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RE: Miels Davis loop
The Malström Graintable Synthesizer in the Reason rack is also very much
to play with. I use a Evolution uc-33 midi controller with its knobs,
sliders, and buttons, to control any of the devices in Reason in real time.
It comes with some presets already mapped for the major instruments in the
Reason rack, including the Malström. The other have to be mapped manually.
After hearing Michael's wonderful Miles piece, I was inspired to experiment
with it. I routed Reason's drum machine through it, playing and changing
some randomly generated patterns. I also connected their matrix pattern
sequencer with the Malström, again just playing and changing some randomly
generated patterns. I then added 2 dr rex loop players to play some back
ground rhythms while I played with the Malström. It was a lotta fun.
Thanks Michael for the inspiration.
You can also play the Reason instruments with a midi keyboard, which I
didn't use last night. I'm not sure if Reason can handle external audio
signals? Anyone work with this?
Here's a bit from Reason's Help:
The Malström is a polyphonic synthesizer with a great number of different
routing possibilities. It is based on the concept of what we call
"Graintable Synthesis", and is ideally suited for producing swirling,
distorted, abstract special effect types of synthesizer sounds. In fact,
could go so far as to say that the Malström can produce sounds quite unlike
anything you've ever heard from a synthesizer.
The following are the basic features of the Malström:
Two Oscillators, based on Graintable Synthesis.
Two Modulators, featuring tempo sync and one-shot options.
Two Filters and one Shaper.
A number of different filter modes in combination with several routing
options and a Waveshaper makes it possible to create truly astounding
Three Envelope generators.
There is one amplitude envelope for each oscillator and a common envelope
for both filters.
Polyphony of up to 16 voices.
Velocity and Modulation control.
A number of CV/Gate Modulation possibilities.
A variety of Audio Input/Output options.
You can for instance connect external audio sources for input to the
Malström, and you can also control its output.
Theory of operation
To give you a clear understanding of the inner workings of the Malström, it
might be in order with a brief explanation of what we call Graintable
What we refer to as Graintable Synthesis is actually a combination of two
synthesis methods; Granular Synthesis and Wavetable Synthesis.
In granular synthesis, sound is generated by a number of short, contiguous
segments (grains) of sound, each typically between 5 to 100 milliseconds
long. The sound is varied by changing the properties of each grain and/or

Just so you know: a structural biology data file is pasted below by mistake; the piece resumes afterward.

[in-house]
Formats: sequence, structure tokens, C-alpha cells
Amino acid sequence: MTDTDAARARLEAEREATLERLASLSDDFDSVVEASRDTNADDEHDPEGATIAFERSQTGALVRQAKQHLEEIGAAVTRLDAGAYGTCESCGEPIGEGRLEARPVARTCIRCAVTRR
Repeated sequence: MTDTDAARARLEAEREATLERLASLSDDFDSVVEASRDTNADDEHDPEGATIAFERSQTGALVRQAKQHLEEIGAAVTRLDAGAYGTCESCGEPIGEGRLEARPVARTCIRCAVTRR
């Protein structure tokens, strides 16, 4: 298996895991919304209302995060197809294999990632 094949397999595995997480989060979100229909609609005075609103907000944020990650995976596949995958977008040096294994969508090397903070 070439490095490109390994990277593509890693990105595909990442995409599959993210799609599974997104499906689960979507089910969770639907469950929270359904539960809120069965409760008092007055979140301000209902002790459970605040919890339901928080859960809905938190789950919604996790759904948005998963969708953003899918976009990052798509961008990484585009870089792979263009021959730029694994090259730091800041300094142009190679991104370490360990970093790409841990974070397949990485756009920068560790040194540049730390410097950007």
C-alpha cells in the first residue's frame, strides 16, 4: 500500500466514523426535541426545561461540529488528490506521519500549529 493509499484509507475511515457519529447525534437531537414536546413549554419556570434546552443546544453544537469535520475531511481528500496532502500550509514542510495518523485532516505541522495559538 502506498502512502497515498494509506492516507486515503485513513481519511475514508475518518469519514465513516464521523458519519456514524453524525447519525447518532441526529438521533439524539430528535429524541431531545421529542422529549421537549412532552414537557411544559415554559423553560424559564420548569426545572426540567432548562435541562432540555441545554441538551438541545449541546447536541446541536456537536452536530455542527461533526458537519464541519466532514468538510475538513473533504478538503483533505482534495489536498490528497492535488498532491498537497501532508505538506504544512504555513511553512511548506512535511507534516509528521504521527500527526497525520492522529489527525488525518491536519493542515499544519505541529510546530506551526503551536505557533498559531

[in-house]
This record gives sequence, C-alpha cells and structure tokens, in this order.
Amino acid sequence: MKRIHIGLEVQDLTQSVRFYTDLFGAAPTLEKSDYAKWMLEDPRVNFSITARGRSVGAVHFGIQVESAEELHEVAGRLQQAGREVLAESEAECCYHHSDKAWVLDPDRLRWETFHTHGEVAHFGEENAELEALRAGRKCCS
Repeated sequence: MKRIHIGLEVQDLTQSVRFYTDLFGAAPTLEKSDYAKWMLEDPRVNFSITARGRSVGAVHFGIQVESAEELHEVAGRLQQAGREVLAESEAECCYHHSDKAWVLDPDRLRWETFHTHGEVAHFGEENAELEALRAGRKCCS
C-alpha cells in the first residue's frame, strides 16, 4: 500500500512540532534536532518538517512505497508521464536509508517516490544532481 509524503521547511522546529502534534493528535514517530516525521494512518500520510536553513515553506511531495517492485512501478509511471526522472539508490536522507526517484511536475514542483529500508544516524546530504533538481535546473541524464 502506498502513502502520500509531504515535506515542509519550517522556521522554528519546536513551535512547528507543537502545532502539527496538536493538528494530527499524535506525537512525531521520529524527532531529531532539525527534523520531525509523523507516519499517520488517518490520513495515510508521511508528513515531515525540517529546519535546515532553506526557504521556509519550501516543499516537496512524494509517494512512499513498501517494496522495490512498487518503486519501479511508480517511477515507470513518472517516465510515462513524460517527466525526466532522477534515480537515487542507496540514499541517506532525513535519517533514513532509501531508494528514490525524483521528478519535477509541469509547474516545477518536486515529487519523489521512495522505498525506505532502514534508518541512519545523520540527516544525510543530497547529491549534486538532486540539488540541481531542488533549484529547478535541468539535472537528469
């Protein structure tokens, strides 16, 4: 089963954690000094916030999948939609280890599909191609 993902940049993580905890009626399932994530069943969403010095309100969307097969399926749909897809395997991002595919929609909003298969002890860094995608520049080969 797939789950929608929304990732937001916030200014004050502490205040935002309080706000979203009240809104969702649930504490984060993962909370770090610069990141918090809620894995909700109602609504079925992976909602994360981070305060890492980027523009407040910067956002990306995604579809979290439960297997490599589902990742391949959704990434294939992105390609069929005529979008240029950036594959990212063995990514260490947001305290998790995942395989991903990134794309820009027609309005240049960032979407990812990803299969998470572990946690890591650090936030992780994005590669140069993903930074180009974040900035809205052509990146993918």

the order in which they are spliced together. Grains can be produced either
by a mathematical formula or by a sampled sound. This is a very dynamic
synthesis method with a lot of variation possibilities, although somewhat
hard to master and control.
Wavetable synthesis on the other hand, is basically the playback of a
sampled waveform. An oscillator in a wavetable synth plays back a single
period of a waveform, and some wavetable synths also allow the possibility
of sweeping through a set of periodic waveforms. This is a very
straightforward synthesis method that is easily controlled, but somewhat
limited in variation possibilities.
The Malström combines these two into a synthesis method that provides a
flexible way of synthesizing sounds with incredible flux and mutability.
It works like this:
The oscillators in the Malström play back sampled sounds that are subject
to some very complex processing and cut up into a number of grains. From
here on, these sounds will be referred to as Graintables
This results in a set of periodic waveforms (a graintable) that, when
spliced together, play back the original sampled sound.
This can then be treated just like a wavetable. I.e. It is possible to
sweep through it. Move through it at any speed without affecting pitch.
any section of it repeatedly. Use it to pick static waveforms. Jump between
positions. Etc. etc.
It is also possible to perform a number of other tricks, all of which are
described further on in this chapter.
From: Miko Biffle [mailto:firstname.lastname@example.org]
Sent: Tuesday, June 29, 2004 11:59 PM
Subject: Re: Miels Davis loop
> I used Granulab which does the chopping into slices and rearranging
> them -
> don't want to explain granular synthesis here - the piece was
> basically created by feeding the original recording into Granulab, and
> finding the best placements for three or four sliders, the rest
> happened on its own without any intervention from my side.
I've found Granulab to be an amazing way to spend entire evenings just
feeding it stuff and being amazed by the results! It's a very simple
interface to explore, but has amazing depth once you start to learn how the
various modules interact.